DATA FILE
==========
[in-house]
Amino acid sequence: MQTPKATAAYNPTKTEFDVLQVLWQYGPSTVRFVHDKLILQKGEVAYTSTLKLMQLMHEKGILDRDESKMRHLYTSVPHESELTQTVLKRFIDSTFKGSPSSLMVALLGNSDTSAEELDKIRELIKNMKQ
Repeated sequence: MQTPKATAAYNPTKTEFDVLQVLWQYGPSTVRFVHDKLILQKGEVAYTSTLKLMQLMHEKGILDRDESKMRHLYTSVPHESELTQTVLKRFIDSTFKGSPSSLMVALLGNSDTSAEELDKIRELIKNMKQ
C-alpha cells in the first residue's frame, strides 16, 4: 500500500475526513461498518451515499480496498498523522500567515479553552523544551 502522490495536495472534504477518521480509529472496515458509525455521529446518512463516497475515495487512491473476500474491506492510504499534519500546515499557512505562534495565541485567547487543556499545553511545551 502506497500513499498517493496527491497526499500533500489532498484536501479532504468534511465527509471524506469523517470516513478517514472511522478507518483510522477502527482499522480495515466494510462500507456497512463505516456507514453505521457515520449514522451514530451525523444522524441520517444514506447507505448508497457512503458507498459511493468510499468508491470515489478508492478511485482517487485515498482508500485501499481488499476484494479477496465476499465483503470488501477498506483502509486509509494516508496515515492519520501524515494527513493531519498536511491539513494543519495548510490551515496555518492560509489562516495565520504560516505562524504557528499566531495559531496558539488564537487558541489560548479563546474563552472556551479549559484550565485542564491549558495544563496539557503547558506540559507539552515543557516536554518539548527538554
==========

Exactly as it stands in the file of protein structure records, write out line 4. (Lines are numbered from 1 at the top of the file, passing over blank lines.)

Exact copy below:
C-alpha cells in the first residue's frame, strides 16, 4: 500500500475526513461498518451515499480496498498523522500567515479553552523544551 502522490495536495472534504477518521480509529472496515458509525455521529446518512463516497475515495487512491473476500474491506492510504499534519500546515499557512505562534495565541485567547487543556499545553511545551 502506497500513499498517493496527491497526499500533500489532498484536501479532504468534511465527509471524506469523517470516513478517514472511522478507518483510522477502527482499522480495515466494510462500507456497512463505516456507514453505521457515520449514522451514530451525523444522524441520517444514506447507505448508497457512503458507498459511493468510499468508491470515489478508492478511485482517487485515498482508500485501499481488499476484494479477496465476499465483503470488501477498506483502509486509509494516508496515515492519520501524515494527513493531519498536511491539513494543519495548510490551515496555518492560509489562516495565520504560516505562524504557528499566531495559531496558539488564537487558541489560548479563546474563552472556551479549559484550565485542564491549558495544563496539557503547558506540559507539552515543557516536554518539548527538554